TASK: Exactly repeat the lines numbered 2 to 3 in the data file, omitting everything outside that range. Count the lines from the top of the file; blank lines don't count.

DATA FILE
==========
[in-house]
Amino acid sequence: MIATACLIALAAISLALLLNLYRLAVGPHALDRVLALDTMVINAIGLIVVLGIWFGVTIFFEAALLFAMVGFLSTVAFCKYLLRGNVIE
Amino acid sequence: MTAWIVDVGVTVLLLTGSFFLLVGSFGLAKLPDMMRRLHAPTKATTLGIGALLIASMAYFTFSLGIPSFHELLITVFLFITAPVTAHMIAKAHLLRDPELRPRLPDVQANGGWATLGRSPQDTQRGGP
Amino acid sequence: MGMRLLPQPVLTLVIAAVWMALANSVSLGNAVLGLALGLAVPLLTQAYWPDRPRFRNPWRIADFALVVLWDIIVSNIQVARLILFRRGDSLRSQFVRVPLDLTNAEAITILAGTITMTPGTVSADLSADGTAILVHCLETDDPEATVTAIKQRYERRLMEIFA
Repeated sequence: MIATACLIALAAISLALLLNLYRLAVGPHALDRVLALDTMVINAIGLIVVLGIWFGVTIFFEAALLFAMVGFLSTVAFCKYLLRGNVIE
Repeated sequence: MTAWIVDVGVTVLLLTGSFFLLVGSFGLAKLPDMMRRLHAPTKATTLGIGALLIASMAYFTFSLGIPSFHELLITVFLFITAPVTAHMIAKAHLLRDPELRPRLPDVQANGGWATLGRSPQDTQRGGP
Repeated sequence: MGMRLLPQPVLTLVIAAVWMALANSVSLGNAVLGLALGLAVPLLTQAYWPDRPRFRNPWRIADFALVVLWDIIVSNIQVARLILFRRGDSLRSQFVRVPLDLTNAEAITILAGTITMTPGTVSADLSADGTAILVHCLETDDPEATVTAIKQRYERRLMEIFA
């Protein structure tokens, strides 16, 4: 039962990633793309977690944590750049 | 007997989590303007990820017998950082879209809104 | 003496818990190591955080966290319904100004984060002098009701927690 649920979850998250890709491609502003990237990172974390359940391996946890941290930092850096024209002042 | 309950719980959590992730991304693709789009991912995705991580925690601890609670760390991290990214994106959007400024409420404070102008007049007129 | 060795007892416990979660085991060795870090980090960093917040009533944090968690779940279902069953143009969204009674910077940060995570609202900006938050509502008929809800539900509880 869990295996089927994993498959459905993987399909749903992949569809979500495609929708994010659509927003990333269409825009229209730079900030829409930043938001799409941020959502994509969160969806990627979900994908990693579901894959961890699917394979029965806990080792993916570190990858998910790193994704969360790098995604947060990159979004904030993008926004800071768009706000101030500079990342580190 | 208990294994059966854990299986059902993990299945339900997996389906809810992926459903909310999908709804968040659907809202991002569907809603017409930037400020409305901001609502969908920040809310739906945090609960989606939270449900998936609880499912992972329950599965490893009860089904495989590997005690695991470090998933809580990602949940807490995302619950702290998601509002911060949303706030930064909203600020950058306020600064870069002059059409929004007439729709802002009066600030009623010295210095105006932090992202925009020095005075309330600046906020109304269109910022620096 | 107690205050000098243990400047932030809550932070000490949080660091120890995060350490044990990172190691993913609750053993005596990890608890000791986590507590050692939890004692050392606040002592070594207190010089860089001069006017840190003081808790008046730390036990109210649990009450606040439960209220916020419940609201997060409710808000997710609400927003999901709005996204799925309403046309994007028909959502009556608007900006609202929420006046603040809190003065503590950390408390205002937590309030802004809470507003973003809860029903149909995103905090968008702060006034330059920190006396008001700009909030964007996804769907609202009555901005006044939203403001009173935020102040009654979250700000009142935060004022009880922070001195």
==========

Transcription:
Amino acid sequence: MIATACLIALAAISLALLLNLYRLAVGPHALDRVLALDTMVINAIGLIVVLGIWFGVTIFFEAALLFAMVGFLSTVAFCKYLLRGNVIE
Amino acid sequence: MTAWIVDVGVTVLLLTGSFFLLVGSFGLAKLPDMMRRLHAPTKATTLGIGALLIASMAYFTFSLGIPSFHELLITVFLFITAPVTAHMIAKAHLLRDPELRPRLPDVQANGGWATLGRSPQDTQRGGP